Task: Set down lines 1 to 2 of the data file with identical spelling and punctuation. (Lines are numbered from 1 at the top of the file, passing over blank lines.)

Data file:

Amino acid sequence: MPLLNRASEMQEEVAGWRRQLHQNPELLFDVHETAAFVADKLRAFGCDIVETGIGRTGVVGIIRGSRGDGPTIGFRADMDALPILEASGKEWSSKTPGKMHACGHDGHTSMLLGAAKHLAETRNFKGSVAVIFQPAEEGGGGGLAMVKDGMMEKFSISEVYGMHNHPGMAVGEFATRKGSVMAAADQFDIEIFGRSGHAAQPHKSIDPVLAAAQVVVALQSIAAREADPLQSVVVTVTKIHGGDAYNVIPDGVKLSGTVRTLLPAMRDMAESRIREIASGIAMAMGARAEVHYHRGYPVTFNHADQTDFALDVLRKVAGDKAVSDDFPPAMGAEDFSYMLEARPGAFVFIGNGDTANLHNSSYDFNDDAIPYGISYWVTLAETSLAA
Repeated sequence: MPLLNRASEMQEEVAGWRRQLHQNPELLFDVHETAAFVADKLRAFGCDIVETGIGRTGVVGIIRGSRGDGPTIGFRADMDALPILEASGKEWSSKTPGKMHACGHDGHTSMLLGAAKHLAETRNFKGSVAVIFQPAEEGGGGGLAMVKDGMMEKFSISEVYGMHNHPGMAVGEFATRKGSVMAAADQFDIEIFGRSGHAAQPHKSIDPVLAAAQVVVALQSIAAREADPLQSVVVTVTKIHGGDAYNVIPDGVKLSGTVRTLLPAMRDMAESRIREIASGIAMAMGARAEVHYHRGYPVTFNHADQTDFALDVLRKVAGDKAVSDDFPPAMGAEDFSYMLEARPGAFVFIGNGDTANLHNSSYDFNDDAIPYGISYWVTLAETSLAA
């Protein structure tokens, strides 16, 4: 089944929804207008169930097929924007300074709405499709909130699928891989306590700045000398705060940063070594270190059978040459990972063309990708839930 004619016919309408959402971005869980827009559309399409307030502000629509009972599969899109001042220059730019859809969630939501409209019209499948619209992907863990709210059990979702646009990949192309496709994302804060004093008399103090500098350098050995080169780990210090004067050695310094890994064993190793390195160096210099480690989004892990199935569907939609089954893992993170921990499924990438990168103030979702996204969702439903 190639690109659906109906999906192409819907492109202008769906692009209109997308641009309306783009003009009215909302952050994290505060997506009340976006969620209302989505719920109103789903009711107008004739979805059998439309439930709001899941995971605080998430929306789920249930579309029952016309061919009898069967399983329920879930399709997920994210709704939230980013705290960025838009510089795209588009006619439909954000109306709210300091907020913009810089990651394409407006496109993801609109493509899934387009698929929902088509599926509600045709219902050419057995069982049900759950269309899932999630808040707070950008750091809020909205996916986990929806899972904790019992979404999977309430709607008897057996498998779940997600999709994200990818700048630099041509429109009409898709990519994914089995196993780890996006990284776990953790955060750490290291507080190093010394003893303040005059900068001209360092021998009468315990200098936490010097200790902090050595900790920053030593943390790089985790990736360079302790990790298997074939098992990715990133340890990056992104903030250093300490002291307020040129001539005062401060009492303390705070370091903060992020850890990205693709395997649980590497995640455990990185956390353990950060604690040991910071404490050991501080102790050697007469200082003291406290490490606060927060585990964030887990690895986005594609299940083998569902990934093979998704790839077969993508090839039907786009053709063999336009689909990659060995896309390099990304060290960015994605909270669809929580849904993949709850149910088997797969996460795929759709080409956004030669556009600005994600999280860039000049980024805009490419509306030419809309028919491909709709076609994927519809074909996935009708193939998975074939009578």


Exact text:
Amino acid sequence: MPLLNRASEMQEEVAGWRRQLHQNPELLFDVHETAAFVADKLRAFGCDIVETGIGRTGVVGIIRGSRGDGPTIGFRADMDALPILEASGKEWSSKTPGKMHACGHDGHTSMLLGAAKHLAETRNFKGSVAVIFQPAEEGGGGGLAMVKDGMMEKFSISEVYGMHNHPGMAVGEFATRKGSVMAAADQFDIEIFGRSGHAAQPHKSIDPVLAAAQVVVALQSIAAREADPLQSVVVTVTKIHGGDAYNVIPDGVKLSGTVRTLLPAMRDMAESRIREIASGIAMAMGARAEVHYHRGYPVTFNHADQTDFALDVLRKVAGDKAVSDDFPPAMGAEDFSYMLEARPGAFVFIGNGDTANLHNSSYDFNDDAIPYGISYWVTLAETSLAA
Repeated sequence: MPLLNRASEMQEEVAGWRRQLHQNPELLFDVHETAAFVADKLRAFGCDIVETGIGRTGVVGIIRGSRGDGPTIGFRADMDALPILEASGKEWSSKTPGKMHACGHDGHTSMLLGAAKHLAETRNFKGSVAVIFQPAEEGGGGGLAMVKDGMMEKFSISEVYGMHNHPGMAVGEFATRKGSVMAAADQFDIEIFGRSGHAAQPHKSIDPVLAAAQVVVALQSIAAREADPLQSVVVTVTKIHGGDAYNVIPDGVKLSGTVRTLLPAMRDMAESRIREIASGIAMAMGARAEVHYHRGYPVTFNHADQTDFALDVLRKVAGDKAVSDDFPPAMGAEDFSYMLEARPGAFVFIGNGDTANLHNSSYDFNDDAIPYGISYWVTLAETSLAA